Brain samples from the mice were then examined. The researchers examined how the levels of a number of known proteins in the synapses were affected by the mutations. They also looked closely at the morphology and physical make up of the brain cells. The researchers attempted to determine exactly where Shank3 proteins were taking effect and measured the strength of the nervous impulses in their brains.
What were the basic results?
While the mice with Shank3 mutations performed similarly to normal mice in some behavioural experiments, the mice that could not produce one particular form of the protein, called Shank3B, demonstrated more anxiety-like behaviour and self-injurious grooming, which resulted in skin lesions. These mice also displayed dysfunctional social interaction. They were more likely to avoid time with another mouse, and they were more likely to prefer an empty cage to a compartment containing another animal.
A number of key proteins were also found to be reduced in mice that did not produce Shank3. These proteins are known to play an important role in the way nerve cells conduct their impulses. In mutant mice, some brain cells – those called spiny neurones – were physically different to those seen in normal mice. Shank3 proteins were found to play a critical role in the way that nervous impulses were transmitted in nerve cells in particular sections of the brain.
How did the researchers interpret the results?
In conclusion, the researchers say their results show that problems in the Shank3 gene can result in a number of different functional problems, which may in turn be linked to some of the problems in Shank3-related autistic spectrum disorders. The finding that mice with a mutation in this region demonstrated socially dysfunctional behaviour suggests that this gene may be playing a causal role.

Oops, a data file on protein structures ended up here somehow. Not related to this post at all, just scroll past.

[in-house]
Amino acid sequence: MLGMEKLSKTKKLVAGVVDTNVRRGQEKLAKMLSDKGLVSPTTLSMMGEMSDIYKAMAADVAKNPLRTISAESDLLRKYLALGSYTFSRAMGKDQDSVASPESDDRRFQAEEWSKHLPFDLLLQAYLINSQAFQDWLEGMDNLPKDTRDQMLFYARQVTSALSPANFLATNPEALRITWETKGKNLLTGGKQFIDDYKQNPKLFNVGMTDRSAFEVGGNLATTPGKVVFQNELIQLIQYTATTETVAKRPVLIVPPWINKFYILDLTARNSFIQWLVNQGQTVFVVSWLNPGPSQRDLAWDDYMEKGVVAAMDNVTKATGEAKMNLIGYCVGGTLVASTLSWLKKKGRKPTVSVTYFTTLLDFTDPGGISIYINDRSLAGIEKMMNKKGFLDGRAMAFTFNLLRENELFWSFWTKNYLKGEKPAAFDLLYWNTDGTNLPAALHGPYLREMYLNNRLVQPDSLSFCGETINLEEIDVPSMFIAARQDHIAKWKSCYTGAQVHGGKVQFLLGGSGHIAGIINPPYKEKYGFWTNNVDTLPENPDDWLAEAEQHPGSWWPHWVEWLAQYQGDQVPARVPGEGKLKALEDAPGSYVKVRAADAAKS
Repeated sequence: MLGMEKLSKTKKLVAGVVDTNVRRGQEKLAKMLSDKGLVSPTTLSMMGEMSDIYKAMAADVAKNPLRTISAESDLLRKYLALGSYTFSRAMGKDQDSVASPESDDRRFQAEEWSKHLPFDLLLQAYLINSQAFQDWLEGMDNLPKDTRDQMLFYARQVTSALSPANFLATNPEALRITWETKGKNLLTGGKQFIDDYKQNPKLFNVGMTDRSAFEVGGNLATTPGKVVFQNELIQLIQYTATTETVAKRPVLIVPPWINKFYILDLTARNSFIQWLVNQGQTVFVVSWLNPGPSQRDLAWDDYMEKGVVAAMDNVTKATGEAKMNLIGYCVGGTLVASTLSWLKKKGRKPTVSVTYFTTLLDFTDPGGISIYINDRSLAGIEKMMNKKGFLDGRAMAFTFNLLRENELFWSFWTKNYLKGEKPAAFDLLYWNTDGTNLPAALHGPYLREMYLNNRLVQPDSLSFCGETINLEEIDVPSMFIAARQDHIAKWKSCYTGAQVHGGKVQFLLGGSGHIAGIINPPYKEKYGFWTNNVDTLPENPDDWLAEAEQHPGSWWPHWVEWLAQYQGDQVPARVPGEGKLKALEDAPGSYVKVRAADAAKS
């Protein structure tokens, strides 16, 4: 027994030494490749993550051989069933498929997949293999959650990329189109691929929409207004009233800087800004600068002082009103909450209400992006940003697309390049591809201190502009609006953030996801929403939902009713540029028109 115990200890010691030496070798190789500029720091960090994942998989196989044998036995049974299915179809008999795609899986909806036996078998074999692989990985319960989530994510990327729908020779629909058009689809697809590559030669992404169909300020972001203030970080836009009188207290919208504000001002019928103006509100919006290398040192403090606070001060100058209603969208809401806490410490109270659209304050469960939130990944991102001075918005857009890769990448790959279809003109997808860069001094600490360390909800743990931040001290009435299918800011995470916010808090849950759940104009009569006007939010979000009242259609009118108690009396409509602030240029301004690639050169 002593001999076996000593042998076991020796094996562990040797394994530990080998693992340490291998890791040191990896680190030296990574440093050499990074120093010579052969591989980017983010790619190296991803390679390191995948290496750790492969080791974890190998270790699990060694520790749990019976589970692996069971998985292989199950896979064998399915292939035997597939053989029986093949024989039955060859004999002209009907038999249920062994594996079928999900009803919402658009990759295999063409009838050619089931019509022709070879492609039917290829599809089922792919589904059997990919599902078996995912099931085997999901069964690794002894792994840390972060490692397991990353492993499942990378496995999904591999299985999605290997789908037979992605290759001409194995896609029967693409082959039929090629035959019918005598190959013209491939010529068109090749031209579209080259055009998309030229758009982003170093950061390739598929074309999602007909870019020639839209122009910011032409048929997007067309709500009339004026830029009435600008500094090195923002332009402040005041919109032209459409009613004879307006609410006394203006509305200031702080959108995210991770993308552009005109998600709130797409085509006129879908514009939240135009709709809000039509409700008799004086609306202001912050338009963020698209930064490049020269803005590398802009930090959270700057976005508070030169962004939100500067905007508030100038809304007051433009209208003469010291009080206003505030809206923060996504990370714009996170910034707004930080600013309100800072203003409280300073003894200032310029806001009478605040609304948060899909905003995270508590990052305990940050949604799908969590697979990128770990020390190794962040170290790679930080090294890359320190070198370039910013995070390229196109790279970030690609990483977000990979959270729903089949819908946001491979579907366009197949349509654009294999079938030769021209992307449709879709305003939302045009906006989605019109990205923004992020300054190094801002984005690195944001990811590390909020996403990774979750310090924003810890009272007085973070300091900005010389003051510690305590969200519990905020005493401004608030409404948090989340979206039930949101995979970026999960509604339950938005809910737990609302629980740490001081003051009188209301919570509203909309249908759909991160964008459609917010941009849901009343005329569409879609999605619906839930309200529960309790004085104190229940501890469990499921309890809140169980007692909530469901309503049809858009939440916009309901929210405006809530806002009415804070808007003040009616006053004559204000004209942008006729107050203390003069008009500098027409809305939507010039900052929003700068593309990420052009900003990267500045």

This is interesting laboratory research that paves the way for future studies into the neurobiology of autism and related disorders. There are several points to keep in mind when interpreting the findings:
- The study was in mice, so these findings have only limited direct relevance to humans. The human brain is more complex than that of a mouse. Whether these processes occur in exactly the same way has yet to be established. The researchers themselves note that the mice in their study had mutations in the Shank3 gene that were not exactly the same as those implicated in autistic diseases in humans.
- Autism and the autistic spectrum disorders are complex, and a range of different genetic mutations have been implicated as potential contributory factors. The BBC has rightly quoted one of the lead researchers as saying that only a small percentage of people with autism have mutations in Shank3, therefore the key to autism has not yet been found. Other proteins involved in synaptic function may be involved in autistic spectrum disorders. Further studies will be needed to investigate their roles.
- It is unclear how the findings inform the development of treatments for autism, given that the findings relate to only one gene implicated in similar disorders in mice.
The findings of this study will be of interest to scientists in this field. But it should be remembered that this was preliminary research into just one gene implicated in a complex disorder that is thought to have several genetic and environmental causes.
Also, given that this was research in mice it is difficult to extrapolate the findings to humans or to make claims about whether this is the key to autism. Other research has identified that a range of genes can be implicated in autistic disorders. Therefore there will be no single key that will unlock our understanding of this disease.
Analysis by Bazian
Edited by NHS Website
Links to the headlines
BBC News, 20 March 2011
Links to the science
Nature, Published online 20 March 2011